The 1st lunar stella month marked by the stars, Pipiri. This is a time when people gather around fires and huddle together for warmth, hence the name Pipiri. Apart from harvesting kererū and catching piharau, Pipiri is a time of little activity. The gardens are no longer is use, and there are no fruits in the trees. Pipiri is also the month when Matariki is seen rising in the morning marking the Māori new year. These two groups of stars are viewed in combination with the lunar calendar resetting the year as part of the whakamoe tau process.

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Hōtaka 8 - Te Rua o Takurua

The 2nd lunar stella month marked by the star, Takurua. This time of the year is associated with cold weather and its afflictions including snow, frost, bitter winds, sleet and hail. These forms of weather are known as ‘Te Anu o Takurua’. This was a time when people were eating the food they had harvested and stored during the warmer months.

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Hōtaka 9 - Te Toru Here o Pipiri

The 3rd lunar stella month marked by the star, Here o Pipiri. While this period is still cold, there are signs that the worst of the winter has past and spring is on the way. Hence the name Aroaro Māhanahana meaning heading towards the warmer season. It is now that the Perehia (New Zealand wind grass) and the Haekaro first bloom. The Ngutu Parore travel to the shingle river beds of Canterbury and Otago to breed.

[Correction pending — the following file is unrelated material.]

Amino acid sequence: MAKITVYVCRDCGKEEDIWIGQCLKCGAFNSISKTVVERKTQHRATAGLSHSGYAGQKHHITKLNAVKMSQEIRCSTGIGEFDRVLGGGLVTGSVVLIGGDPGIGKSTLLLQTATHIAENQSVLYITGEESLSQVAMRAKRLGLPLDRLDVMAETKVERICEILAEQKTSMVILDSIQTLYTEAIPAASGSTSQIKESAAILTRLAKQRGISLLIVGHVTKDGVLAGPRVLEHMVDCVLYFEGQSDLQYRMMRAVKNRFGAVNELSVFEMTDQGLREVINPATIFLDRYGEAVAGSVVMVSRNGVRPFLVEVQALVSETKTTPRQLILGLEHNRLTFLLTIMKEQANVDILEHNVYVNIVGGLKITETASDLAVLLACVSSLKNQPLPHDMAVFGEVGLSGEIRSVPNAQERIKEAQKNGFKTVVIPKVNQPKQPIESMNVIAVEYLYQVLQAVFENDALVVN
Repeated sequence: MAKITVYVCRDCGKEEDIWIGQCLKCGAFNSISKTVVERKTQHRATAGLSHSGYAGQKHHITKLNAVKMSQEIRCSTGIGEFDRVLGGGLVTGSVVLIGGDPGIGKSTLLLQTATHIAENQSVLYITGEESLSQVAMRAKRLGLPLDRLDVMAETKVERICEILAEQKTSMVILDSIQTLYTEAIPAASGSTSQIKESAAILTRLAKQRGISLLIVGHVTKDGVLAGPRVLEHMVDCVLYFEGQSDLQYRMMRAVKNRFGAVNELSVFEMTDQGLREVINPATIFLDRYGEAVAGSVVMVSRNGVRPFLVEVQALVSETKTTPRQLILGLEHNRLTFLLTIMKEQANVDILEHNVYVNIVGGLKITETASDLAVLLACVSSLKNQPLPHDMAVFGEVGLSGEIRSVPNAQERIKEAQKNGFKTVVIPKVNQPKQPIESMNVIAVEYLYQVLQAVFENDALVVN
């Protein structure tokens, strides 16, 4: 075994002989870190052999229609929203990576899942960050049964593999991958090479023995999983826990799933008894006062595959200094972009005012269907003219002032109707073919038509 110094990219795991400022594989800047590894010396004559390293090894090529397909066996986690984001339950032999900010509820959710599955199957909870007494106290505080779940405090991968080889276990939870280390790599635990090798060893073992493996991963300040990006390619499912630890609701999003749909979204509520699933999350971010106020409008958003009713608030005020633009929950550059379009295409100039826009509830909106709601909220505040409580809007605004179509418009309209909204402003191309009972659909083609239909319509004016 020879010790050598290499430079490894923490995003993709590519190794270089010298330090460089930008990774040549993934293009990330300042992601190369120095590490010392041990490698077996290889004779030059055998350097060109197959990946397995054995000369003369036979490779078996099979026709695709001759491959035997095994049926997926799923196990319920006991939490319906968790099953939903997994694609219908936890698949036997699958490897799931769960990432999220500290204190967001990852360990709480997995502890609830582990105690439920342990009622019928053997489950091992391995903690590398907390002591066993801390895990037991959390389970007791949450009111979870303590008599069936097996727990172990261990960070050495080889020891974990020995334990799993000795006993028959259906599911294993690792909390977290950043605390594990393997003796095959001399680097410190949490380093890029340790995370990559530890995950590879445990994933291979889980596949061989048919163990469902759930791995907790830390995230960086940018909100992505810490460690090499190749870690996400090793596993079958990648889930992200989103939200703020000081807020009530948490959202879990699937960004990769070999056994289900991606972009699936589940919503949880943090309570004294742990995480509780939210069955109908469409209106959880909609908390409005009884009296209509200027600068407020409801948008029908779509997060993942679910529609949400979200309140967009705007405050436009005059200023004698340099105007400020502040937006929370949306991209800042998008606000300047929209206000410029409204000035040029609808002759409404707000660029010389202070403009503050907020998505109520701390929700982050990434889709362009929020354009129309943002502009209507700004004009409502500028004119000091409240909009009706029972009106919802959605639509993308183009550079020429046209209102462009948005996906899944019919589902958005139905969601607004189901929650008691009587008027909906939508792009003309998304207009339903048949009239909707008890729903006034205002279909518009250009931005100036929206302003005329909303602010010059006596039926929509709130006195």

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Hōtaka 10 - Te Whā o Mahuru

The 4th lunar stella month marked by the star, Mahuru. Mahuru marked the return of the Pīpīwharauroa and the Koekoeā from warmer parts of the Pacific to Aotearoa. The cry of the pipiwharauroa and Koekoeā is also said to be a call to the people to tend to the gardens in preparation for planting. A number of plants bloom during Mahuru including the pere, the pīnaki, the namunamu and the kānuka.

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Hōtaka 11 - Te Rima o Kōpū

The 5th lunar stella month marked by the star, Kōpū. This period occurs about October and November. By this time the earth has become warm and the early shoots are staring to appear in the gardens. An important plant and food source at this time was the tī kouka. During this time the tree was cut and the stems left on the ground to dry. The rhizomes were dug from the soil resembling large carrots. A number of native birds begin breeding during this month, including the tūī, the kākā, the kārearea and the ruru. All of these birds are represented by different stars that rise in the morning sky, and are additional markers of the seasons.